Introduction to the DNA
The aim of this article, aims to inform you the difference between DNA, genes and chromosomes. To identify and understand the structure of the DNA molecule. To understand the differences between the DNA in eukaryotic and prokaryotic cells. This is needed to be clarified before my upcoming article about DNA damage and its link to cancer in sha Allah
In the human body, we have millions of eukaryotic cells. Amongst the organelles in the cell is the nucleus that contains the genetic information in the form of deoxyribonucleic acid (DNA) to control the cell. It is important to note that there are other types of eukaryotic cells besides the animal cell. These are plants, fungi and protists. The structure of a eukaryotic cell is shown below:
The relationship between genes, chromosomes and DNA
The nucleus consists of chromosomes. Chromosomes are synthesised from long DNA molecules. A gene is a short section of DNA. A gene occupies a fixed position, called a locus, on a particular DNA molecule. Each gene codes for a polypeptide (protein) by stating the order of the amino acids sequence. A polypeptide are lots of amino acids monomers bind together via peptide bonds to form protein polymers. This is done via a condensation reaction where water is also produced as a by-product. Therefore, the function of DNA is to produce proteins.
What is DNA?
It is a nucleic acid polymer that consists of monomers called nucleotides that are bound together via a condensation reaction. Water is also formed in the reaction as a by-product.
A nucleotide is composed of the following elements:
The structure of the nucleotide
A nucleotide consists of three components:
A) a phosphate group
B) a sugar
C) a nitrogenous base.
The phosphate group is negatively charged and this provides the nucleic acid with acidic properties. It is attached to the 5’ carbon of the sugar molecule
It is a 5-carbon sugar called a pentose. There are two types of pentose sugars: ribose and deoxyribose. Deoxyribose means that the ribose has lost an oxygen atom ‘de-oxy’.
There are four nucleobases: cytosine ( C), Guanine (G), Thymine (T) and Adenine (A). These are attached in the position where the hydroxyl group (-OH) is located in the sugar molecule which is 1’ carbon.
The bases are known by their first letters. Because there are four different bases, the nucleotide is named based on the type of base as shown below:
However, this is not to say that more phosphate groups cannot be added to the nucleotide. For instance, Adenosine Triphosphate (ATP) has three phosphate groups and plays a role in respiration as energy is provided as ATP.
Nucleotides polymerisation does not involve the bases and is conducted by producing phosphodiester bonds between carbon 3' of the ribose sugar and an oxygen atom of the phosphate group. This is a form of a condensation reaction.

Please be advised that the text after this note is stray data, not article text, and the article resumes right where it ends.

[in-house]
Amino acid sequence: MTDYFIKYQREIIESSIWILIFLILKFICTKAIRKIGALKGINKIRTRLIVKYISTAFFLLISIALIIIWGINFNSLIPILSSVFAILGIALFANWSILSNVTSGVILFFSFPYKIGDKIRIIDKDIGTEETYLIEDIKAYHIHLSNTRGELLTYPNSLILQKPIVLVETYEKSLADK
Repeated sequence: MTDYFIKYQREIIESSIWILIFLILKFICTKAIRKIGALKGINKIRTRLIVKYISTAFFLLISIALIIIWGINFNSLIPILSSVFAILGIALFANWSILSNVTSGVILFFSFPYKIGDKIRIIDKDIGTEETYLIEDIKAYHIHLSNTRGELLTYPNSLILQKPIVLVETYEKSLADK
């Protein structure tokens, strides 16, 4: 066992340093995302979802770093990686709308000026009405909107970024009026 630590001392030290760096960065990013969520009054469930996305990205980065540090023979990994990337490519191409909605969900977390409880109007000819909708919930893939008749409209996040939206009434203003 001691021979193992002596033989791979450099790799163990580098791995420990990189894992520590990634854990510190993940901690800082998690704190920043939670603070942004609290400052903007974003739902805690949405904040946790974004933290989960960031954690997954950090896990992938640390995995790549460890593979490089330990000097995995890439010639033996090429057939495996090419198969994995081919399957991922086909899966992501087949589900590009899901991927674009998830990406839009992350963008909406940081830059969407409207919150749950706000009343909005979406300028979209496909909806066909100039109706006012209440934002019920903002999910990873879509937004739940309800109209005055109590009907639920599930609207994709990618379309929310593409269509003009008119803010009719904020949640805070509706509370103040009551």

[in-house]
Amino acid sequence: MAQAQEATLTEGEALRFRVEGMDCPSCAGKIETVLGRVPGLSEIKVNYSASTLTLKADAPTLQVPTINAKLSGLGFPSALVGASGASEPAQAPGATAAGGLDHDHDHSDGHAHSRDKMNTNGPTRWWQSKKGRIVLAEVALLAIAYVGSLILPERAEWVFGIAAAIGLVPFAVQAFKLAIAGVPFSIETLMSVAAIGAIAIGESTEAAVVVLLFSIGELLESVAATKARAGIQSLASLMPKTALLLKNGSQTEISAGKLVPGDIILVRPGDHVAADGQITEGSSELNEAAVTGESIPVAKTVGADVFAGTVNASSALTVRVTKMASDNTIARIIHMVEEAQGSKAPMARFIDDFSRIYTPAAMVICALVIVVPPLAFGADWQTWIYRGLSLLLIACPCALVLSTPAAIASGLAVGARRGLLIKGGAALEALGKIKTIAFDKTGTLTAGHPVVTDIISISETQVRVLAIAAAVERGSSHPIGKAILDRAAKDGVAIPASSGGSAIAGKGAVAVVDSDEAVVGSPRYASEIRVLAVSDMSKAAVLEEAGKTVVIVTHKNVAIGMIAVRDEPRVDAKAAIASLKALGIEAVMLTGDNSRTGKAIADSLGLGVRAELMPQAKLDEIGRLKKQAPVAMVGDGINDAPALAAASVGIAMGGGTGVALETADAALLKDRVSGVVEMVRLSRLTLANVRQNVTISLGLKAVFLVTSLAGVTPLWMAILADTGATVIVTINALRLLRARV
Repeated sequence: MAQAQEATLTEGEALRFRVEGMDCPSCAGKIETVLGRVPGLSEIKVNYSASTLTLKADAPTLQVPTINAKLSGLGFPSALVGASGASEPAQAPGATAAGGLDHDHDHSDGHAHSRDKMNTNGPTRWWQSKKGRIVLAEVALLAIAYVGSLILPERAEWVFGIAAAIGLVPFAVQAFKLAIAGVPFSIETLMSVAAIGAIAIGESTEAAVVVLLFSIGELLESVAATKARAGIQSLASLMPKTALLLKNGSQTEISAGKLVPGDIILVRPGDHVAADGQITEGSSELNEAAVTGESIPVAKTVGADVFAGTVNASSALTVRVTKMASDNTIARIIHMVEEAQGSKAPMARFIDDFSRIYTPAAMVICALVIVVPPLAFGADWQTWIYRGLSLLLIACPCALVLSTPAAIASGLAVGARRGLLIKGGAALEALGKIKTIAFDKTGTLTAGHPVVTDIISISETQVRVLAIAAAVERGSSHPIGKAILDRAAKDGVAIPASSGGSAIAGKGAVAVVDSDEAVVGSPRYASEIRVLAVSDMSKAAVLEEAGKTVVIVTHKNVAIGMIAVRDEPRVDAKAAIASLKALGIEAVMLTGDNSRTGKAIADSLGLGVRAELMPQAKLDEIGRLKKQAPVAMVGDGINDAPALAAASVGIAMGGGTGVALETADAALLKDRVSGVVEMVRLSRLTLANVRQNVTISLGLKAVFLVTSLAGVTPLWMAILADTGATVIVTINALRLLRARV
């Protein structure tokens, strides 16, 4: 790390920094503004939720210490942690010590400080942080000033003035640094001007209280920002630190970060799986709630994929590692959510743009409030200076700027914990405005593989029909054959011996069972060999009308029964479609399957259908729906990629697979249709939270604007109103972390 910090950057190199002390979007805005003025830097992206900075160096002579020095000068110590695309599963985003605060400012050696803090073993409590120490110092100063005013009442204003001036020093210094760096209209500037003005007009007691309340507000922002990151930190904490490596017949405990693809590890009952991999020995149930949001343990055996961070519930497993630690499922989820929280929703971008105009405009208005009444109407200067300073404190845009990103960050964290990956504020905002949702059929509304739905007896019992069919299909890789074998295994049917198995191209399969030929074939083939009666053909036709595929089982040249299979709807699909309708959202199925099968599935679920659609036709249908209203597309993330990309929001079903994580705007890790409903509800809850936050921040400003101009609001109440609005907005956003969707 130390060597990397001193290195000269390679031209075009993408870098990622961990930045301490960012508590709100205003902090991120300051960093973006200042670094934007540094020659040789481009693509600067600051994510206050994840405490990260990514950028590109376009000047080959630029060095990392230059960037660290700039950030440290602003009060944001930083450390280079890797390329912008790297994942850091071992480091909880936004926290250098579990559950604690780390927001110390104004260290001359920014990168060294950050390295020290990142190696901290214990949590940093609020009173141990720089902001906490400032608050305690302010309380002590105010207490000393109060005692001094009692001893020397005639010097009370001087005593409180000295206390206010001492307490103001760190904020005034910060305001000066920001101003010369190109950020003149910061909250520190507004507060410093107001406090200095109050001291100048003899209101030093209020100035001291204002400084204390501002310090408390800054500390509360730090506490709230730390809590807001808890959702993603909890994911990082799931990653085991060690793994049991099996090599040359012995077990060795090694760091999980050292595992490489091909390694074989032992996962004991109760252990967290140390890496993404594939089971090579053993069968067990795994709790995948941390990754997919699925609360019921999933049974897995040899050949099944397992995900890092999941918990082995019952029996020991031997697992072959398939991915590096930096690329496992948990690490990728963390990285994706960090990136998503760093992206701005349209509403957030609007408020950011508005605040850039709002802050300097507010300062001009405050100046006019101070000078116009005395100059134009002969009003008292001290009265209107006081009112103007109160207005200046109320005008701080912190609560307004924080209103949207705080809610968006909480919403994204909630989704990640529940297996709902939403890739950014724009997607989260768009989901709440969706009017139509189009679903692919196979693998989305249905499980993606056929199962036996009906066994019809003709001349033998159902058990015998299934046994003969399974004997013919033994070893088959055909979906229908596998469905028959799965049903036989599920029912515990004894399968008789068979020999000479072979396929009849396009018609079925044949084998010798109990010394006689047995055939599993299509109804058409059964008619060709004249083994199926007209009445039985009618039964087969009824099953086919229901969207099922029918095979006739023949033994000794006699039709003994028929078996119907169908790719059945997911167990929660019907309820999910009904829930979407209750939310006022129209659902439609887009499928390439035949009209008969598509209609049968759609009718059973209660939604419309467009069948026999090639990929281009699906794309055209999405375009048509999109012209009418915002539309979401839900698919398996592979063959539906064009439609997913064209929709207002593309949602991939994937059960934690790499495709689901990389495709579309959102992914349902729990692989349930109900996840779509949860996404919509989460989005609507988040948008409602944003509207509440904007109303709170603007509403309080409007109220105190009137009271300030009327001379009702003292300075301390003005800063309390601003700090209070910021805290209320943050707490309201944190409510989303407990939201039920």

Two nucleotides: dinucleotides
Three nucleotides: trinucleotides
Few nucleotides: oligonucleotides.
Many nucleotides: polynucleotides
A polynucleotide has a free phosphate group at one end, called the 5' end. This is because the phosphate group is bound to carbon 5' of the ribose sugar. This forms the sugar phosphate backbone. There is a 3’ end because there is a hydroxyl (-OH) group on carbon 3’ of the ribose sugar.
Two scientists,Watson and Crick in 1953, investigated the 3D DNA structure more closely and discovered that the DNA molecule has the following:
Purines and Pyrimidines.
There are two forms of nitrogenous bases: purines and pyrimidines. Purines are double-ringed structures whereas pyrimidines have one ring.
The Genetic Code
The genetic code is universal, non-overlapping and degenerate. There are 20 different amino acids and 4 different bases. Therefore, bases are read in groups of 3 called a triplet. Consequently, this provides 64 combinations that is more than sufficient enough to code for the 20 amino acids. A sequence of three DNA bases that code for an amino acid is called a codon. The 64 codons form the genetic code. Some codons symbolise the start of a gene whereas other codons symbolise the end of the gene.
However, it is important to note that approximately 2% of all DNA molecules situated in eukaryotic cells do not code for polypeptides. The remaining DNA molecules are called non-coding DNA and they do not produce genes. There are two types of non-coding DNA and is dependent on where it is situated:
Prokaryotic cells have a simple structure and a cell size of 1-10um and have a large surface area to volume. This increases their metabolic and growth rates providing a shorter generation time in comparison to eukaryotic cells. Examples of Prokaryotes are bacteria and archae. They do not have a nuclear membrane around its DNA nor contains any membrane-bound organelles. Majority of prokaryotes are unicellular (one cell), however some prokaryotic cells are multicellular (more than one cell) such as cyanobacteria.
Alternatively, eukaryotic cells have a complex structure and it has a membrane bound nuclei. Examples of eukaryotic cells are plants and animal cells. The size of eukaryotes is 10-100um.
Key Points to Remember
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